Figure 1. Map of Confirmed Southern Resident Killer Whale Sightings in US and BC Waters for 2017 through July 7, 2019 (Compiled by the Center for Whale Research; based on photos received as of July 7, 2019)
Figure 2. Map of Confirmed Southern Resident Killer Whale Sightings in WA and BC Waters for 2017 through July 7, 2019 (Compiled by the Center for Whale Research; based on photos received as of July 7, 2019)
Another source of sighting information comes from passive acoustic recorders that are being utilized by different research groups. For example, the Canadian Department of Fisheries and Oceans has been deploying devices called Autonomous Multichannel Acoustic Recorders at a number of different geographic locations. The recorders are moored well below the surface of the ocean, and include hydrophones as well as data recorders. Unlike the hydrophone network on the west side of San Juan Island, these devices do not provide information in real time. Instead, the devices have to be periodically retrieved for analysis of the recorded data. This kind of instrumentation and data collection have yielded some surprising results, and have been key to expanding the Southern Resident killer whale Critical Habitat in Canadian waters to include Swiftsure Bank and a portion of the southwest side of Vancouver Island, from the western entrance of the Strait of Juan de Fuca northwest to about the Tofino area (Reference 1). The above sighting maps (Figure 1 and Figure 2) do not reflect any of this acoustic data.
The Whale Museum in Friday Harbor also collects sighting data. This data set has been instrumental in establishing the current Southern Resident Critical Habitat in US waters. For a recent publication, see Reference 2.
Chinook Salmon Abundance
Southern Resident killer whale presence in the “core summer habitat” during the months of April through September has shown a downward trend in the past decade. Similarly, the abundance of Fraser River Chinook salmon, as measured by the Albion Chinook Test Fishery on the Fraser River, has also shown a decline (Figure 3). This is especially true for the spring Chinook runs.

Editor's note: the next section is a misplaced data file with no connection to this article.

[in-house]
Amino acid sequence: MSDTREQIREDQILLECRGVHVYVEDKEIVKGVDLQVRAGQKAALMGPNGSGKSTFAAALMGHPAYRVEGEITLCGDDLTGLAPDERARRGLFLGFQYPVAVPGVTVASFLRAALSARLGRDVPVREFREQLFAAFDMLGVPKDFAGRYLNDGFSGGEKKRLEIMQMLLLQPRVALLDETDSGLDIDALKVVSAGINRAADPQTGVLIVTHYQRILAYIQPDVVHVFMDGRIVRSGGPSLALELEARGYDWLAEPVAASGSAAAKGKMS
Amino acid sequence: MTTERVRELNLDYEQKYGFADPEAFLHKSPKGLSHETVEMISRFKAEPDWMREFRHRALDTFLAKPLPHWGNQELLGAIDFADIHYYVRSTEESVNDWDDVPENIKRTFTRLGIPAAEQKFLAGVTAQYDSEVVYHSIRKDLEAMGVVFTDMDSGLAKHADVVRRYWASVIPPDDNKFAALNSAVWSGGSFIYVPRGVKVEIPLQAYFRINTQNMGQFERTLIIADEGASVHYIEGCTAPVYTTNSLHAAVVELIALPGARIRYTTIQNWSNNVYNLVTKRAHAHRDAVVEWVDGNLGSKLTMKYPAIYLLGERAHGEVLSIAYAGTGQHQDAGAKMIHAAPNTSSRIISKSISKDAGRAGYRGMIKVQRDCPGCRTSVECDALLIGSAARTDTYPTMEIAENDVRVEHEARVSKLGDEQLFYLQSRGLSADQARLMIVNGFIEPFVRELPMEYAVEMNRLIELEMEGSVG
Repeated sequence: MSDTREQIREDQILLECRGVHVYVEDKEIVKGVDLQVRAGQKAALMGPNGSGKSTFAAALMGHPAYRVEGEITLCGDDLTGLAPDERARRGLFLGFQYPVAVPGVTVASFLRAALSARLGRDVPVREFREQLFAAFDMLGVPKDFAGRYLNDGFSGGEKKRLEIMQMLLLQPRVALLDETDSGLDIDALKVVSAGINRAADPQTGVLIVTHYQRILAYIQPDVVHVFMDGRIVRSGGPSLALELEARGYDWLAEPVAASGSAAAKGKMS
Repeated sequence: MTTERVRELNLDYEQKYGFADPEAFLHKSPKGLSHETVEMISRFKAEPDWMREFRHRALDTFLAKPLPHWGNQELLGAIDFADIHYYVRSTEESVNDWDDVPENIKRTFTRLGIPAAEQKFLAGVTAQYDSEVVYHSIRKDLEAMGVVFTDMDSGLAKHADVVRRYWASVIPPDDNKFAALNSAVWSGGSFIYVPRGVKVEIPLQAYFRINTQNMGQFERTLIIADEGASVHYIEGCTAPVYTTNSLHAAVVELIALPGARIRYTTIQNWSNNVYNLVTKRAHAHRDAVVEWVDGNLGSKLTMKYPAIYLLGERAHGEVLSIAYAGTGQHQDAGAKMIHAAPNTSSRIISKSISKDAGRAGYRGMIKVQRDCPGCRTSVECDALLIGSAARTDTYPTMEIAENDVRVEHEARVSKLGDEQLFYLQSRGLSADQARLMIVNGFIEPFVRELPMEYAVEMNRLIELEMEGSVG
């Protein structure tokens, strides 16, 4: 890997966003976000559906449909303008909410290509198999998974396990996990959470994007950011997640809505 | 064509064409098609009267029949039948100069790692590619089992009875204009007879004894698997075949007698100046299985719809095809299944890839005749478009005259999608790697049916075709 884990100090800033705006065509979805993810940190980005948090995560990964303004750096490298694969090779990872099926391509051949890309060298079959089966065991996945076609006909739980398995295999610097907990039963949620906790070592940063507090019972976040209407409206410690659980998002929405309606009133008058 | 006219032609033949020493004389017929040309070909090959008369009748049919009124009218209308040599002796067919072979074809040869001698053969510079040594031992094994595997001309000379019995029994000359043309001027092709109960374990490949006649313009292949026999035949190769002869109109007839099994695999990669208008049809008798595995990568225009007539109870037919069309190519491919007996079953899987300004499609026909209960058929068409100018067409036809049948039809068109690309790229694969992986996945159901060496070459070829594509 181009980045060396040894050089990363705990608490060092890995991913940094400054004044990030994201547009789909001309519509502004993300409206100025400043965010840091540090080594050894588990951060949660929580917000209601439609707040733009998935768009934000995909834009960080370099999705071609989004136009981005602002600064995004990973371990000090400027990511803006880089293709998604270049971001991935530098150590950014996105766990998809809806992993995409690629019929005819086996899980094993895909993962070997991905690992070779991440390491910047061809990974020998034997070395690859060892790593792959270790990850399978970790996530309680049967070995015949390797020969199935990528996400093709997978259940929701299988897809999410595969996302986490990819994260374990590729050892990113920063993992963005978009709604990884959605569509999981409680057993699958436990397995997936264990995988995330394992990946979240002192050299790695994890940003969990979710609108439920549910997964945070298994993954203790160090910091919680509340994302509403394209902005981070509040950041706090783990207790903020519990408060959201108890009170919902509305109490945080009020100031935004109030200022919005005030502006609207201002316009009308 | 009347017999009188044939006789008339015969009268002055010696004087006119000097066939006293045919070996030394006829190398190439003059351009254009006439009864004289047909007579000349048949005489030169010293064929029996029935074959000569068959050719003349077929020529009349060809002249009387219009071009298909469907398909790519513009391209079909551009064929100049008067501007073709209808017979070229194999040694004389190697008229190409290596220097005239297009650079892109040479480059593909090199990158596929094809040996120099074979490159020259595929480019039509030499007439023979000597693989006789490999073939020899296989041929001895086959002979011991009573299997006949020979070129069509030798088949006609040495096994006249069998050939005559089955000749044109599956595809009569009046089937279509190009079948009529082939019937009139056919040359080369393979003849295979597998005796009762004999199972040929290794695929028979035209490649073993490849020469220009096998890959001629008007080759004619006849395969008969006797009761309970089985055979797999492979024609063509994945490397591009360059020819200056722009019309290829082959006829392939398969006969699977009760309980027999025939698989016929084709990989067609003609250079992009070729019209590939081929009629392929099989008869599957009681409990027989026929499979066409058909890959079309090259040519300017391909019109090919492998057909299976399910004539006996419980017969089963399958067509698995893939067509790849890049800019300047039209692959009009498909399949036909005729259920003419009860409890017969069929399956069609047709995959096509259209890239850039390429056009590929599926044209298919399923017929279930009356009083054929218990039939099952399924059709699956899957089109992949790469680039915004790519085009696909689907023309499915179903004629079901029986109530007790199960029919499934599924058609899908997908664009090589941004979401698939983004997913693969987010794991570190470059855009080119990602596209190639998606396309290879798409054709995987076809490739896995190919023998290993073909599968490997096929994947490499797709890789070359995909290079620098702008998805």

The Fraser River hosts five aggregate Chinook stocks: two returning to the river to spawn in the spring, two returning to spawn in the summer, and one, the white-fleshed Harrison salmon, returning to the river in the fall. The approximate timing of the runs is shown in the upper portion of Figure 3. Abundant Fraser River Chinook runs could feed the Southern Resident killer whales from about April through September; however, it seems that even the J pod whales have had to start searching elsewhere for food at this time of year.
The lower portion of Figure 3 shows the cumulative Chinook salmon counts for the Albion Chinook Test fishery on the Fraser River, starting with the year, 1988. The data for the older years, 1988-2004, are colored in pale shades. The data for 2005 through 2019 appear in bolder colors. This color scheme makes it easy to see how poor the runs have been in recent years compared to previous years. The five worst years have been 2012, 2013, 2016, 2017, and 2018. It is too soon to know how 2019 will compare, but returns to date have been poor.
It should be noted that although these data offer a glimpse into the health of the Fraser River Chinook runs, they do not tell the complete story. Run size estimates would also include harvest and other factors. In addition, fisheries experts would point out that these Chinook counts by themselves are lacking the precision needed to estimate salmon escapement numbers. For example, fisheries experts would take the data and account for what is called “effort” (the size of the net, the time spent with the test net in the water actively collecting data, etc.), resulting in better estimates of overall Chinook salmon escapement (number of spawners) from year to year. Nonetheless, the data in this form are readily available and posted on a daily basis, and do provide some insight that the rest of us can use to get a general sense of how the Fraser River Chinook salmon runs are faring.